1. The National Association of Licensing and Enforcement Officers is made up of persons who are employed an positions relating to the enforcement of legislation designed to protect the local population from unfair/unacceptable business practices and criminal offences. The original core was developed around Taxi & Private Hire Licensing & Enforcement and the Association (originally NATPHLEO) has now progressed into an “all licensing”, 550+ membership base which currently includes licensing officers in England, Wales, Scotland,Northern Ireland, Eire and the Channel Isles. This submission is made on behalf of those members and indicates those matters which currently give rise to concerns amongst members.
2. NALEO is aware that the Committee is concerned about vehicles licensed in one area being used in another licensing district. There are three separate scenarios to this situation.
(a) Firstly there is an illegal plying for hire and a concurrent “No Insurance” offence when a vehicle,licensed in another area or wholly unlicensed acts as a hackney carriage in another district by standing or plying for hire in a street.
(b) Secondly there is the situation whereby a licensed Private Hire Operator in area A despatches vehicles and drivers also licensed by area A to undertake or complete journeys within a neighbouring district B.
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(c) Thirdly there is the “Berwick” or “Stockton” situation where Council A licenses a vehicle to “stand or ply within its’ district” and the vehicle is then used as a private hire vehicle wholly within a remote district B and as the Stockton case decided without the local regulators being able to effectively protect the public by checking the fitness of the vehicles and drivers.
3. In relation to scenario (a) NALEO suggests that licensing officers should be considered for “accredited person” status and the ability to issue fixed penalty notices for the “No Insurance” offence in the same way that police officers now can. The plying/standing for hire should remain a strict liability offence and should also be considered for the introduction of a fixed penalty option in lieu of full prosecution.
4. In relation to scenario (b), on Merseyside, four of the five areas have jointly authorised each other’s officers as agents of the neighbouring areas. We all examine each other’s vehicles on occasion and if found unfit have the ability to suspend the vehicle licence to protect the public. This has worked well in practice over many years and has now been taken up in many other areas as well. Some members do not believe that these bookings should be legally allowed but there parent authorities have not prosecuted due to the perceived effect of s75 (1)(a) of the Act of 1976. NALEO recommends that, regardless of any other consideration that, in common with a Police Officer, a Licensing Officer’s functions should extend to any vehicle licensed by another authority as they already do to an unlicensed vehicle/driver.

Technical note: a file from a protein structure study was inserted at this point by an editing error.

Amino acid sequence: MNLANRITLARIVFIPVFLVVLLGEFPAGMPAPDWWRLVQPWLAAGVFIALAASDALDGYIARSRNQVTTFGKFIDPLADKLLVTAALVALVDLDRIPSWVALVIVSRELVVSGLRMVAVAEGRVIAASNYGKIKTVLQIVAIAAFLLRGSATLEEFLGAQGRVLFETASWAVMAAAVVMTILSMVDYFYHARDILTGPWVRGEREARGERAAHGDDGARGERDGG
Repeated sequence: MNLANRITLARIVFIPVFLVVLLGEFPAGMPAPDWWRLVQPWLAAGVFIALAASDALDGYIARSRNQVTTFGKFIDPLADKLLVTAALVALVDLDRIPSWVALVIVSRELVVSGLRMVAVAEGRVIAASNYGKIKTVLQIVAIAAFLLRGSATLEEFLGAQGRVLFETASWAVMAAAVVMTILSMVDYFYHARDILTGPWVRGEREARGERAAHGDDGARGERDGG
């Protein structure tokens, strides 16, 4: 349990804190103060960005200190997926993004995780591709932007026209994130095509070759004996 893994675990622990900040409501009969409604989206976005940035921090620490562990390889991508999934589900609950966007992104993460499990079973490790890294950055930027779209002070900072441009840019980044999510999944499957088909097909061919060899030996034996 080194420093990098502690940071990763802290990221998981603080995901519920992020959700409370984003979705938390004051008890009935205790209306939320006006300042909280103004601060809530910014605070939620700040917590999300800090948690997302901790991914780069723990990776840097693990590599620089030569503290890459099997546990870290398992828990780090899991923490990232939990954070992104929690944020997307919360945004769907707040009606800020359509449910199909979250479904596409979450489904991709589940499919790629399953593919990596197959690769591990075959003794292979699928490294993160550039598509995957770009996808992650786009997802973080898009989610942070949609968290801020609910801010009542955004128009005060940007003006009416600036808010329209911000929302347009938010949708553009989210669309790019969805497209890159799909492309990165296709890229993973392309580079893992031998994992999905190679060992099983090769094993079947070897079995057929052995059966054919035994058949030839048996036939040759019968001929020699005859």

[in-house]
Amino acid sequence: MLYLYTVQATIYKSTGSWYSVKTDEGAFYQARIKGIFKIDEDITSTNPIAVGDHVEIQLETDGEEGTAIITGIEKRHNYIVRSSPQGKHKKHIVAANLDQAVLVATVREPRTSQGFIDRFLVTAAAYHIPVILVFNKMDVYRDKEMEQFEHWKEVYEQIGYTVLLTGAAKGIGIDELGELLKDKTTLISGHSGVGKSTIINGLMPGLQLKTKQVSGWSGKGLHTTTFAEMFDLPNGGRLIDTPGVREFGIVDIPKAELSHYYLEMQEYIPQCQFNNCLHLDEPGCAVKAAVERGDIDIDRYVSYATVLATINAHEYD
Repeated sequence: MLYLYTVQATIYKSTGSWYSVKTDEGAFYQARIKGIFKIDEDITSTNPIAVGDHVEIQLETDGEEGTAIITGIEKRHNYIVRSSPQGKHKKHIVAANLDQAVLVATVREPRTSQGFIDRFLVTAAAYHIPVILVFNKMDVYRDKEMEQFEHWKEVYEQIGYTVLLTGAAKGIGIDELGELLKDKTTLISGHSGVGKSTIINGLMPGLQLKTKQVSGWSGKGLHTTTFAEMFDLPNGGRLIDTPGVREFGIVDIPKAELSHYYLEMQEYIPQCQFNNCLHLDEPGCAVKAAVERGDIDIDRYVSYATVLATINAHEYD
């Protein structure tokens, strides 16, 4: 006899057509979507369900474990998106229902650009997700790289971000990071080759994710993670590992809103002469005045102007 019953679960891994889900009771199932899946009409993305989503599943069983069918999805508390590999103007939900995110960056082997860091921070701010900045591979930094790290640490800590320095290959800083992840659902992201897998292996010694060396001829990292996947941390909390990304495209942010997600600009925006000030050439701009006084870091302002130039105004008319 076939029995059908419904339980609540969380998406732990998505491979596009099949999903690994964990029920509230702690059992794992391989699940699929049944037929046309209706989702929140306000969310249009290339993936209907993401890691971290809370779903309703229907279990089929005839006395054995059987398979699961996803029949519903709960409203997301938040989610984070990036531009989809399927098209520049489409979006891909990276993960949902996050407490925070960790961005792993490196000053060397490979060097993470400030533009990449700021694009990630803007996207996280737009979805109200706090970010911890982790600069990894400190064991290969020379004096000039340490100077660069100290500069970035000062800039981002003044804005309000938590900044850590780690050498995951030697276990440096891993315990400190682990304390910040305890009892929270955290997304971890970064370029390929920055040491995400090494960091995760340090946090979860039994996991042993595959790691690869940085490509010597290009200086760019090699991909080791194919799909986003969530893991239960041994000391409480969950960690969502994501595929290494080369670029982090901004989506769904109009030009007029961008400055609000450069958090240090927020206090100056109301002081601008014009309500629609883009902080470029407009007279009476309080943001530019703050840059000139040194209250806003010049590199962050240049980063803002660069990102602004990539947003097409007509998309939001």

5. In relation to scenario (c) members cannot accept that a vehicle licensed, ostensibly to ply for hire in Stockton for example should, without risk of inspection, be able to be wholly used in South Cambridgeshire as a private hire vehicle outside the control of South Cambridgeshire Council. The same S75(1)(a) of the 1976 Act states “Nothing in this part of this Act shall apply…. If a vehicle is not made available for hire within the district”. These vehicles are made available for hire. Therefore NALEO again recommends that any legislative change should remedy the effects of the decision in the Stockton case that “Home Authority” officers have no power to inspect these vehicles.
6. NALEO’s recommendation is, arising from paragraphs 2–5, that legislative change is required urgently but that the solution to the three problems may not necessarily be the same and that all three scenarios need to be effectively considered in any new enactment.